Last week, I wrote about consumers’ health and household pressures during the pandemic, a tension between the “physical and the fiscal.” Financial wellness is baked into this pandemic in America as the nation’s safety net for both income and health care service security have eroded in recent years — driven by the growing gig economy, coupled with the erosion of Affordable Care Act marketplaces and assurances such as protections for pre-existing conditions and preventive services.

In Gallup’s most recent poll on the most honest and ethical professions in America, nurses, doctors, pharmacists and dentists ranked in the top 5, with nurses topping the list.

Tragically, these front-line workers continue to lack the personal protective equipment, inpatient medical technology (namely, ventilators for respiratory support), and testing to track and trace the sick and the well.

These are the most trusted sources for information — and they are the care providers in the pandemic.

This week, Dr. Eric Topol (of Scripps Translational Institute) wrote in Medscape (where he is Editor-in-Chief):

The US Betrays Healthcare Workers in Coronavirus Disaster…It’s bad enough that the United States was totally unprepared for a pandemic and has such an unimaginable shortage of requisite resources. But the situation still gets worse. On a widespread basis, doctors and nurses are being gagged and muzzled by administrators for expressing their concerns, and penalized or even fired when they do speak out…The handling of the COVID-19 pandemic in the United States will go down as the worst public health disaster in the history of the country. The loss of lives will make 9/11 and so many other catastrophes appear much smaller in their scale of devastation. Perhaps what we in the medical community will remember most is how our country betrayed us at the moment when our efforts were needed most.”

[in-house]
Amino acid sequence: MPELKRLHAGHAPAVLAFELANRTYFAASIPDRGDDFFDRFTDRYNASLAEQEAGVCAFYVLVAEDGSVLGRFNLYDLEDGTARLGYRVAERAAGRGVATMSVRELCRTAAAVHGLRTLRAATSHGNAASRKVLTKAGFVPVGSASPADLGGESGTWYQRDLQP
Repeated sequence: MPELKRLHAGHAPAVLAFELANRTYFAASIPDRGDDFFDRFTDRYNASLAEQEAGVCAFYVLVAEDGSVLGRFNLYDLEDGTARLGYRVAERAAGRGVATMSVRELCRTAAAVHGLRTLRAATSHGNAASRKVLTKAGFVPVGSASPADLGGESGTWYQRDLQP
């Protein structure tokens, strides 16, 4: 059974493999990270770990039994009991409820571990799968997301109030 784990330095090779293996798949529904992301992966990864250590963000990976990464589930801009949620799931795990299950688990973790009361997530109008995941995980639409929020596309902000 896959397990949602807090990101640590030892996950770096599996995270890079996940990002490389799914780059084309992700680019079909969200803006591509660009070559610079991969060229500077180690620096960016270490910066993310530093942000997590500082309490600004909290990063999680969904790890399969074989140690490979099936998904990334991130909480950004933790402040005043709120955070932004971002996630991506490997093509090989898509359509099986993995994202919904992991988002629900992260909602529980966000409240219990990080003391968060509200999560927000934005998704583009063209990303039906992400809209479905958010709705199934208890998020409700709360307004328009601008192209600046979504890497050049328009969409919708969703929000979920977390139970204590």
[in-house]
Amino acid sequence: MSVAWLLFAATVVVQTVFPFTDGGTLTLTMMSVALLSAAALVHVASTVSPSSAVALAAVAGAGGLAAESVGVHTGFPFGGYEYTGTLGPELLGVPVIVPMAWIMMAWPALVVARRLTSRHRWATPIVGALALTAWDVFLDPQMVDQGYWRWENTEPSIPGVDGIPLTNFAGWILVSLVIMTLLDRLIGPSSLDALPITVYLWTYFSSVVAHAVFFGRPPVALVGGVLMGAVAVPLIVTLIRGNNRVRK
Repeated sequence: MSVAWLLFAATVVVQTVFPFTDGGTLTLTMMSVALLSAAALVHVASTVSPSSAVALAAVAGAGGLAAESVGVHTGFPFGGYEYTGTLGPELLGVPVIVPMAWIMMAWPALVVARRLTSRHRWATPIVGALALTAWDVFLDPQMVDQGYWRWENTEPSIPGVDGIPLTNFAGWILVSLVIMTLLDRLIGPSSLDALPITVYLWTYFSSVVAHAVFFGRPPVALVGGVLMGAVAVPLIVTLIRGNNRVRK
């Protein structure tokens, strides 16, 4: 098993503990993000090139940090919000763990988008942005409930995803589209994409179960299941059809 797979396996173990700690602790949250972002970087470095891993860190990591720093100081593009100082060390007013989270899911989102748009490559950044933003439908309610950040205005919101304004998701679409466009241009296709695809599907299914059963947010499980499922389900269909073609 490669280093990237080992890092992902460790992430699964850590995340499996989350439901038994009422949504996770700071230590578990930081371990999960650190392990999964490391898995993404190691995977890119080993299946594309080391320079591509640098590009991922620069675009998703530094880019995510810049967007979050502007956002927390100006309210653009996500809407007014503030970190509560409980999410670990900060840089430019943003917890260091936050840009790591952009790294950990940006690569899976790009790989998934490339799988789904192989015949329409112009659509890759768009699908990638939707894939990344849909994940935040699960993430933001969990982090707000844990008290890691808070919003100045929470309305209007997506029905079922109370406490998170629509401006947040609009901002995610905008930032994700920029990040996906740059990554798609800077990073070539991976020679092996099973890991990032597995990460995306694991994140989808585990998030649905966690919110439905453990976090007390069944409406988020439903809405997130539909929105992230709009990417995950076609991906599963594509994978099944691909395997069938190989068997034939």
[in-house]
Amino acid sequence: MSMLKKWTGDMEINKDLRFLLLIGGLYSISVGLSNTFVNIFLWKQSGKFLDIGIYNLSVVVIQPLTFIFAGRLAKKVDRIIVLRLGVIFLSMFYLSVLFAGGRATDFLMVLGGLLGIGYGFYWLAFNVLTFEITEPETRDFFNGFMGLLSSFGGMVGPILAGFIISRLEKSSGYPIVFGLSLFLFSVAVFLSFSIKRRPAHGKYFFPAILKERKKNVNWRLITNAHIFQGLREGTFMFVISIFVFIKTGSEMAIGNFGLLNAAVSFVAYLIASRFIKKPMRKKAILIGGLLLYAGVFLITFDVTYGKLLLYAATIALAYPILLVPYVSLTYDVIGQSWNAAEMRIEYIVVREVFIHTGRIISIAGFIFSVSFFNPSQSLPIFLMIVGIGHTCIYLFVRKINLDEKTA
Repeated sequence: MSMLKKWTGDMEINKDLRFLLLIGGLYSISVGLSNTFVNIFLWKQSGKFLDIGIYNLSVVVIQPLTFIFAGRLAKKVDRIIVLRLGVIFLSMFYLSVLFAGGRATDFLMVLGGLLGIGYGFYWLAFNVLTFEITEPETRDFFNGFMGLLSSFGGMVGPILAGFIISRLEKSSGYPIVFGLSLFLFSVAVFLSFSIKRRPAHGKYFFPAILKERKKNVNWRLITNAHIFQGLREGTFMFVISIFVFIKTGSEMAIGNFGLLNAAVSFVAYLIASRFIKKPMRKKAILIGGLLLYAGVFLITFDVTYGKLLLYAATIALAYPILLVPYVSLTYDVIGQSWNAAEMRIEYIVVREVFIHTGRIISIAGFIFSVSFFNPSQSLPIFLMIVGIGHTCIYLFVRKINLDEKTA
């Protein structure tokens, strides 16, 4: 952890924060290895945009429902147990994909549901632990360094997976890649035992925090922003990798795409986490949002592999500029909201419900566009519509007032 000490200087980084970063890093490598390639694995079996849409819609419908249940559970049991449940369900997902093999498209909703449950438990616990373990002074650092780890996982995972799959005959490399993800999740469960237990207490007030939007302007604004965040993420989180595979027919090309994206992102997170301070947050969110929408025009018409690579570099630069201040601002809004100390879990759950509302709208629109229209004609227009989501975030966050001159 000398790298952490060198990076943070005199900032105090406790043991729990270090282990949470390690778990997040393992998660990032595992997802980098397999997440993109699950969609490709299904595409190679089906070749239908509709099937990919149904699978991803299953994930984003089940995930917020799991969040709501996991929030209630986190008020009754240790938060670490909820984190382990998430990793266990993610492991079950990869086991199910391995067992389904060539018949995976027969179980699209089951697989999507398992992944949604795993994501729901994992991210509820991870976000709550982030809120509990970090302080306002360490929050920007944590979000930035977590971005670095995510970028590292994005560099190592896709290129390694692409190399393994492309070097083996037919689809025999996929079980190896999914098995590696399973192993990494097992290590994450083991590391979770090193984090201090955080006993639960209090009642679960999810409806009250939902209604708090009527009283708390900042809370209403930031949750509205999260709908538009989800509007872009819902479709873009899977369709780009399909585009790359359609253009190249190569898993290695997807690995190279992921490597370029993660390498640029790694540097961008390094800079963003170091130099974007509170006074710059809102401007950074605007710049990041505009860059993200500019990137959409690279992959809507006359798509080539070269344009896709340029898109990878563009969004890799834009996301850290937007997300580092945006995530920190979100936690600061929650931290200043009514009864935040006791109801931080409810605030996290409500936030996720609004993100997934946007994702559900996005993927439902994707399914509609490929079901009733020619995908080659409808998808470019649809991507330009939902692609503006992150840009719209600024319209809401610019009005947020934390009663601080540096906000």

The medical community, our most-trusted human capital in the U.S., will remember — and be scarred — by the Federal government’s poor response to and advance planning for the coronavirus pandemic.

So, too, will the growing number of American families whose trust in both government and the health care system be further shaken. Edelman’s Trust Barometer has noted a precipitous decline in Americans’ trust in government and media over the past several years. In the past one year, U.S. health consumers’ trust in hospitals fell (partly due to surprise medical bills and patients-as-payors’ financial stress).

As I work on scenario planning for my forecast work on the impact of COVID-19 on the future of health care in the U.S., it’s more clear than ever that Americans need to claim their health citizenship — which addresses both universal health care access and a well-funded and -designed public health infrastructure.

I leave you with a hopeful corporate messages from Nike, McDonalds, Audi and VW…Nike’s being instrumental in our staying physically active for health in both body and mind, and the three logos reminding us to keep physically distant & #StayHome to #FlattenTheCurve.